2. Digital and New Media Art: Another burgeoning area of research is the study of digital and new media art, which seeks to understand how new technologies are transforming artistic practices and the ways in which we engage with art (Gere, 2006). This research has examined the impact of digital technologies on traditional art forms, as well as the emergence of entirely new genres such as virtual reality art, net art, and interactive installations.


The Anthropology of Art offers a unique lens through which to explore the diverse and multifaceted expressions of human creativity. By examining the social, cultural, and historical contexts that shape artistic practices, anthropologists have shed light on the myriad ways in which art contributes to our understanding of the human experience. From its early beginnings in the study of non-Western cultures to its current focus on globalization and digital technologies, the Anthropology of Art continues to evolve and expand, offering valuable insights into the complex and ever-changing landscape of human artistic expression.

As the field continues to develop, it promises to uncover new dimensions of artistic expression and cultural identity, providing us with a richer and more nuanced understanding of the role of art in human societies. The Anthropology of Art thus serves as a vital reminder that art is not merely an aesthetic pursuit, but a deeply ingrained aspect of our shared humanity, reflecting our diverse histories, beliefs, and aspirations.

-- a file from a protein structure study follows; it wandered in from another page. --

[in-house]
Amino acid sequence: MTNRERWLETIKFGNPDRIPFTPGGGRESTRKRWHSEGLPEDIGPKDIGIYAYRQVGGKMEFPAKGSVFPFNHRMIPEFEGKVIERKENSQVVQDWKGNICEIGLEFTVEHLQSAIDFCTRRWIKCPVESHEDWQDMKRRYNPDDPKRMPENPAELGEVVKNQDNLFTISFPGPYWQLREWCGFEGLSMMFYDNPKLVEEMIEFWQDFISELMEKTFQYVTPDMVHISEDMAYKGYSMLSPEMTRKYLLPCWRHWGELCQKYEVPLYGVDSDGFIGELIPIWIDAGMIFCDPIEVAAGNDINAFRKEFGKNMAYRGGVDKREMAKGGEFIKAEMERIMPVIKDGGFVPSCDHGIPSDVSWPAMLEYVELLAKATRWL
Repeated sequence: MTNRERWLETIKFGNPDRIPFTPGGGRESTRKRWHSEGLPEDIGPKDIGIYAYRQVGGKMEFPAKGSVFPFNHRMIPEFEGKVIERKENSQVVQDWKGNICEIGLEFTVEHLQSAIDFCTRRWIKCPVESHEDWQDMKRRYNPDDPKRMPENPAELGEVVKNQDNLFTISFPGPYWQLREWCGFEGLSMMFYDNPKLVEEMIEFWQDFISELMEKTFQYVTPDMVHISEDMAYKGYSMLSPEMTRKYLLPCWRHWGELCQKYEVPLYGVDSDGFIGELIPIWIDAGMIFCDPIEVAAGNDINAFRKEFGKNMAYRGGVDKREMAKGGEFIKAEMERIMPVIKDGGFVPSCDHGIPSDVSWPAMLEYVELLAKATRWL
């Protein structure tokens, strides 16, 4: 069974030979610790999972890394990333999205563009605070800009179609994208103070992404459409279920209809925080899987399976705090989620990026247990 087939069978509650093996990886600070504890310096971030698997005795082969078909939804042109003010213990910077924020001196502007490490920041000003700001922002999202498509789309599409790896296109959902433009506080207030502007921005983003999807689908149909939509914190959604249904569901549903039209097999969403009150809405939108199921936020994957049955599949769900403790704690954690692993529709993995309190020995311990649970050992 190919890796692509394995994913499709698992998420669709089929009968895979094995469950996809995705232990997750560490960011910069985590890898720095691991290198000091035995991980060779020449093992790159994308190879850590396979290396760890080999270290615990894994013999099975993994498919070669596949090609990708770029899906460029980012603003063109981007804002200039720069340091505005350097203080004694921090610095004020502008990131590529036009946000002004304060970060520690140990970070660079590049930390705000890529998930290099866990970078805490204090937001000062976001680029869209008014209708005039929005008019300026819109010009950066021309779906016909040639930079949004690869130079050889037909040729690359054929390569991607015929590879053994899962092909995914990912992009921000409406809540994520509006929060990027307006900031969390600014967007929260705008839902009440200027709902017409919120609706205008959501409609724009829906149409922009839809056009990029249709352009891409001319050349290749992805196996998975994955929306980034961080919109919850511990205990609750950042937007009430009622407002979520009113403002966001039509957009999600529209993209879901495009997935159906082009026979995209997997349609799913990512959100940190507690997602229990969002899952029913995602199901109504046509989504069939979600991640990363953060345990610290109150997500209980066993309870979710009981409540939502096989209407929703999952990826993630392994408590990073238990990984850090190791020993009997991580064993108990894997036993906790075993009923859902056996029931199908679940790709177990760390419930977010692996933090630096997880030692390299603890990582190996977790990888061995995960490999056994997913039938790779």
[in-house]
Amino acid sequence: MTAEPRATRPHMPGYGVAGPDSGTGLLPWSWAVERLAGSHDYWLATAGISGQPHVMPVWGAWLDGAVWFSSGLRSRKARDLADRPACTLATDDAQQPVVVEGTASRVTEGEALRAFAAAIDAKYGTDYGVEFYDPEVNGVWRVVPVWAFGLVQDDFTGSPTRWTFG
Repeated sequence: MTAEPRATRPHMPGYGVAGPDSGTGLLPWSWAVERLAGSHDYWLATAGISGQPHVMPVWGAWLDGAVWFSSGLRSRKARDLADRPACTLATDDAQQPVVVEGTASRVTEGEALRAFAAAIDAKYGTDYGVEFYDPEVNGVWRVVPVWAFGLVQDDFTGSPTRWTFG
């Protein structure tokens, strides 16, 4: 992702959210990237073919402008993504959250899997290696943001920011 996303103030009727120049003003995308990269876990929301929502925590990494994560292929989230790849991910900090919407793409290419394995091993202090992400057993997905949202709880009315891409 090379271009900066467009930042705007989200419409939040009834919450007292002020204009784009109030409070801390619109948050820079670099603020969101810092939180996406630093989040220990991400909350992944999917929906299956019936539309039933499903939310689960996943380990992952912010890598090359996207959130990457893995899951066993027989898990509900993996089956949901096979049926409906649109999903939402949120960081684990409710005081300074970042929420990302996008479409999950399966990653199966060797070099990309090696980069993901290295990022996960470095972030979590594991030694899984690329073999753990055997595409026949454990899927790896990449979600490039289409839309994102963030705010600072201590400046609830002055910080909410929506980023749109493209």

• Gell, A. (1998). Art and Agency: An Anthropological Theory. Oxford: Clarendon Press.
  • Geertz, C. (1973). The Interpretation of Cultures. New York: Basic Books.
  • Gere, C. (2006). Digital Culture. London: Reaktion Books.
  • Layton, R. (1991). The Anthropology of Art. Cambridge: Cambridge University Press.
  • Marcus, G., & Myers, F. (Eds.). (1995). The Traffic in Culture: Refiguring Art and Anthropology. Berkeley: University of California Press.
  • Morphy, H., & Perkins, M. (Eds.). (2006). The Anthropology of Art: A Reader. Malden, MA: Blackwell Publishing.

See Also

Action AnthropologyAmerican AnthropologyAnthropology of Art
Anthropology of DevelopmentApplied AnthropologyAuto Anthropology
British AnthropologyCognitive AnthropologyCorporate Anthropology
Cyborg AnthropologyDigital AnthropologyEconomic Anthropology
Environmental AnthropologyEpidemiological AnthropologyFather of Anthropology
Forensic AnthropologyFrench AnthropologyGerman Anthropology
Indian AnthropologyJapanese AnthropologyLegal Anthropology
Media AnthropologyMuseum AnthropologyNutritional Anthropology
Philosophical AnthropologyPolitical AnthropologyPsychological Anthropology
Public AnthropologyRussian AnthropologyTheological Anthropology
Transpersonal AnthropologyTribal AnthropologyUrban Anthropology
Visual AnthropologyKinanthropometrySociology
Historical AnthropologyCultural AnthropologyArchaeology